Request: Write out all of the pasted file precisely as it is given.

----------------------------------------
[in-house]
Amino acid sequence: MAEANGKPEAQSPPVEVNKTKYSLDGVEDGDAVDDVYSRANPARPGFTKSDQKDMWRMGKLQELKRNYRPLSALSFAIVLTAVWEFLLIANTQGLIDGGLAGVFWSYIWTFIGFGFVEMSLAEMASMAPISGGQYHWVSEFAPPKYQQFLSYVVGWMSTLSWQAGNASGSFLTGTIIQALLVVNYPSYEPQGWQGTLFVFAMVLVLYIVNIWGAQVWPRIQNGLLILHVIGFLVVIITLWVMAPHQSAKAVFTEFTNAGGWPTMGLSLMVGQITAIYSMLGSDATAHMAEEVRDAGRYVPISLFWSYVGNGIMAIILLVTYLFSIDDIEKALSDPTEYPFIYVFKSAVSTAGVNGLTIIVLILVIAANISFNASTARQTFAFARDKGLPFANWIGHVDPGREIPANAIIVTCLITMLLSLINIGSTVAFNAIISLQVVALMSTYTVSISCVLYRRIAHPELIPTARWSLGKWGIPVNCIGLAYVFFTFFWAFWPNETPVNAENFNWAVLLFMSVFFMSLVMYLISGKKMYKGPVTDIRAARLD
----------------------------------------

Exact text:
[in-house]
Amino acid sequence: MAEANGKPEAQSPPVEVNKTKYSLDGVEDGDAVDDVYSRANPARPGFTKSDQKDMWRMGKLQELKRNYRPLSALSFAIVLTAVWEFLLIANTQGLIDGGLAGVFWSYIWTFIGFGFVEMSLAEMASMAPISGGQYHWVSEFAPPKYQQFLSYVVGWMSTLSWQAGNASGSFLTGTIIQALLVVNYPSYEPQGWQGTLFVFAMVLVLYIVNIWGAQVWPRIQNGLLILHVIGFLVVIITLWVMAPHQSAKAVFTEFTNAGGWPTMGLSLMVGQITAIYSMLGSDATAHMAEEVRDAGRYVPISLFWSYVGNGIMAIILLVTYLFSIDDIEKALSDPTEYPFIYVFKSAVSTAGVNGLTIIVLILVIAANISFNASTARQTFAFARDKGLPFANWIGHVDPGREIPANAIIVTCLITMLLSLINIGSTVAFNAIISLQVVALMSTYTVSISCVLYRRIAHPELIPTARWSLGKWGIPVNCIGLAYVFFTFFWAFWPNETPVNAENFNWAVLLFMSVFFMSLVMYLISGKKMYKGPVTDIRAARLD